For years, this continued unhindered, nary a bump in the road. Those were the golden years, as far as the comfortable enjoyment of this wondrous community was concerned. But then, two of the most loved figures in the games industry, Todd ‘God’ Howard and GabeN himself, announced a whole new system. Paid mods on the steam workshop. The combination of mods and money has always been a controversial one, with the debates that did take place often heated and polarising.
Safe to say, the paid mods system failed miserably. The backlash from consumers was as torrid as it was hilarious- from $999 mods that added realistic genitals to the game’s horses, to whole subreddits full of enraged fans. People were pissed off. This came from two main areas: some were offended at the fact that the mod-makers were paid a paltry fraction of their income, but most were simply offended that paid mods simply existed. They hated that there was now a part of the sub-culture that wasn’t available to them for free, and the outrage was staggering.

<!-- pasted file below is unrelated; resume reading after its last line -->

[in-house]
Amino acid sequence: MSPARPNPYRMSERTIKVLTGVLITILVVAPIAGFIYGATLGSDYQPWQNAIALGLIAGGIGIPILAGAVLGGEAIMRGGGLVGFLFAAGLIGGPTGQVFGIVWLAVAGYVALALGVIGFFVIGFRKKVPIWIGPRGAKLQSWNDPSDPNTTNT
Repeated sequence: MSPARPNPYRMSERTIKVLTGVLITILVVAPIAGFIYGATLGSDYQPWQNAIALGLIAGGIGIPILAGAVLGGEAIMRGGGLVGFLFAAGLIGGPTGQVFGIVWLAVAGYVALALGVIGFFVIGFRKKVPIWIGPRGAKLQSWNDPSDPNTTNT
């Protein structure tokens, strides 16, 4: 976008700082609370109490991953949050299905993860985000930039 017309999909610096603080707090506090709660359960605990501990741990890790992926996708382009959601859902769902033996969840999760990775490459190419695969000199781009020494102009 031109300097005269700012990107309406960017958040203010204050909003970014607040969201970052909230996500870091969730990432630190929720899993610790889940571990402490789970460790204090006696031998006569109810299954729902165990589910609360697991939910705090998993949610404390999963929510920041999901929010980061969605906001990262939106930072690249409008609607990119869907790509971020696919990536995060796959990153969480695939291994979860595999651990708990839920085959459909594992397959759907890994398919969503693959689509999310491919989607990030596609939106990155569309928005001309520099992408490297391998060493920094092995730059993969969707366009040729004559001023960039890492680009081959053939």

The system was discontinued after only a few days, but the damage was massive. Bethesda had, in one fell swoop, done more to damage the future of the modding scene than anything else had, ever. ‘Paid mods’ was a mainstream term amongst PC gamers. And public opinion was now firmly set to ‘against’.
The damage to the bethesda fanbase was also devastating. What had previously been one of the most loving and dedicated fanbases in the industry was suddenly torn- because, in essence, Bethesda had sold their trust in an attempt to make a quick buck. Zero communication of intent, no warning, no public discussion. Just “Mods can cost money now. Deal with it.” The potential inherent in paid mods had been squandered. The professionally-made ‘Skywind’-esque mods would never come within this system. The chance was lost, and the unthinking public had been led by the nose to hating the idea by Bethesda themselves.
Fast forward to E3 2017, however, and we see that Bethesda are giving it another go. ‘The Creation Club’, they called it. A new system which combined the efforts of modders under the close supervision of Bethesda’s own staff, with the idea being to provide ‘Mini-DLC’ packages. Personally, I was skeptical, but not against the idea. I wanted paid modding to succeed after all.
Unfortunately, when the club launched (for Bethesda’s other huge modding baby, Fallout 4), it was a shambles. The ideal situation would have been bethesda-moderated, but largely fan-made DLC packages ranging from high-quality armour and weapon packs to full-blown new lands mods on par with ‘Nuka World’ and ‘Dragonborn’.